Pre-visit lesson suggestions:
Biological diversity, also called biodiversity, is defined as all of the living things in a certain area. These living things exist together in what we call ecosystems - communities of living organisms and the nonliving components of their environment acting together as a system.
When learning about biodiversity, we often think of far-off places that have been the subject of much media attention, like the Amazon rainforest and the coral reefs, but the prairie ecosystem, found right here in Iowa, houses the same levels of biodiversity! Many different and unique species of grasses, flowers, birds, animals, insects and microorganisms find home on the prairie.
Grasses: There are between 40-60 species of grasses alone. These warm season grasses grow later in the season than the cool season, non-native grasses that Iowans are most familiar with. Grass species native to Iowa include big bluestem, Indian Grass, and switch grass.
Flowers: There are over 300 species of prairie forbs and flowers. These are tolerant of exposure to lots of hot sun and provide food for many of the insects and animals that also inhabit the prairies. Examples of wildflowers found on Iowa prairies include black-eyed Susan, prairie coneflower, purple prairie clover and butterfly milkweed.
Animals: Many animals made their home on the prairie. Some of these have been more successful than others at adapting to the loss of their native habitat. These animals range from large mammals such as bison, elk, and antelope, to small critters such as the 13-lined ground squirrel and American toad. Other prairie animals include red fox, coyote, pocket gophers, badgers and hognose snake.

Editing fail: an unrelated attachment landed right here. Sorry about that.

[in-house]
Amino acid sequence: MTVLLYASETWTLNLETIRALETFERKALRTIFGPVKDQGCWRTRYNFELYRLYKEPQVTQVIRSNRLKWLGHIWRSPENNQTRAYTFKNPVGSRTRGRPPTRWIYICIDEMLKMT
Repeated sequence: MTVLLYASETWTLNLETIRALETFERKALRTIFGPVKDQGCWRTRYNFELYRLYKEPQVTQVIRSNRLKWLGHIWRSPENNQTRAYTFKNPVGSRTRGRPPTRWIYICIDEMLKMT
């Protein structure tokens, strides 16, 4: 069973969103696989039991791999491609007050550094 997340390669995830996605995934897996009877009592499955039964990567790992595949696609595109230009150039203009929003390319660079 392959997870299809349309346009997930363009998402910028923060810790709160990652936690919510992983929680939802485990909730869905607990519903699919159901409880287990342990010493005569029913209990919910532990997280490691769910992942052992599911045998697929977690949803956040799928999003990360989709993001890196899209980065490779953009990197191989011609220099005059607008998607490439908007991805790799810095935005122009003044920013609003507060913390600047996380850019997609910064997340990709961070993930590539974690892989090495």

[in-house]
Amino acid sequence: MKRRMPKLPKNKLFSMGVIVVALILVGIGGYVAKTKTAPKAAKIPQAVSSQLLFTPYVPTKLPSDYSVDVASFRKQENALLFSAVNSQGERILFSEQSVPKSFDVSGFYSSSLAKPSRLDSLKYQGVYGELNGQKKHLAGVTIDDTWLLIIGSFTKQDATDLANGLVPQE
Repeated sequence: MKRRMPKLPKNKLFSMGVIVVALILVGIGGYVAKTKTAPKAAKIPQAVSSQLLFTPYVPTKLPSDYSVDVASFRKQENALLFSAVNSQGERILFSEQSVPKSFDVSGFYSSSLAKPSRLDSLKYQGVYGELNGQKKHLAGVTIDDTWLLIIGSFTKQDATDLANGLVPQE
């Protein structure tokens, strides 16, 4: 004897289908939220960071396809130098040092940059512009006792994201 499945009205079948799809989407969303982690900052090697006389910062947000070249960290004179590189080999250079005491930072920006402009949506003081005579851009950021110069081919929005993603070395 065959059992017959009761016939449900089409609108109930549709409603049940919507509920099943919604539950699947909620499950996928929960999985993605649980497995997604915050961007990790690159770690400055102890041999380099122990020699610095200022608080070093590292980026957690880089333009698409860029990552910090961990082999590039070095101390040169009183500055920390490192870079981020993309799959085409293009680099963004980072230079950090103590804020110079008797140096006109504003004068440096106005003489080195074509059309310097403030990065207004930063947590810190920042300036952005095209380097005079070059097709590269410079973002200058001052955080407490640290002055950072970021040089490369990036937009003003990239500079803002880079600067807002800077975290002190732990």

Birds: The reduction of the prairie ecosystem has contributed to reduced bird populations and created conservation concerns for several species of songbirds. Prairie elimination has also led to the reduction of the predator species flying above. Birds commonly inhabiting Iowa’s tall grass prairies of the past included meadowlarks, bobolinks, dickcissels, bluebirds, red-tailed hawks, and northern harriers.
Insects: The grasslands provided habitat for many species of insects, such as beetles, grasshoppers, ants, bees and butterflies. The reduction of this habitat has endangered some species of butterflies.
Below Ground: Countless microorganisms reside down in soil and the immense root system of prairie plants. There are more living creatures in one shovel of soil than people on planet Earth (7 billion)!
Biodiversity: The variety of life in a particular habitat or ecosystem
Ecosystem: A community of living organisms and their environment
Trophic Level: Organisms that share the same function in the food chain
Consumer: An organism that eats other living things
Producer: An organism that produces its own energy
Decomposer: An organism that breaks down (decomposes) organic matter
Fungi: Spore-producing organisms that feed on organic matter
Residue: Dead or decaying plant material
Bacteria: Microscopic single-celled organisms that aid in digestion, aid in decay of living things, and can cause disease
Wetland Food Chains by Bobbie Kalman and Kylie Burns
Wetlands by Ronald Mood (wetland wildlife guide)
Tree of Life: The Incredible Biodiversity of Life on Earth by Rochelle Strauss, Margot Thompson
Herbivores, Carnivores, Omnivores
Preserving Biodiversity, Protecting Ourselves (Article by David George Gordon)
The Bio Da Versity Code (Animated short film on the disappearance of species)
Schoolyard Biodiversity (A schoolyard biodiversity educator’s activity guide)
Prairies, Wetlands and Croplands: Keys to the Future Lie in the Past
Recommended activities on p.8-9 include Who Am I? and Wetlands/Prairie Food Web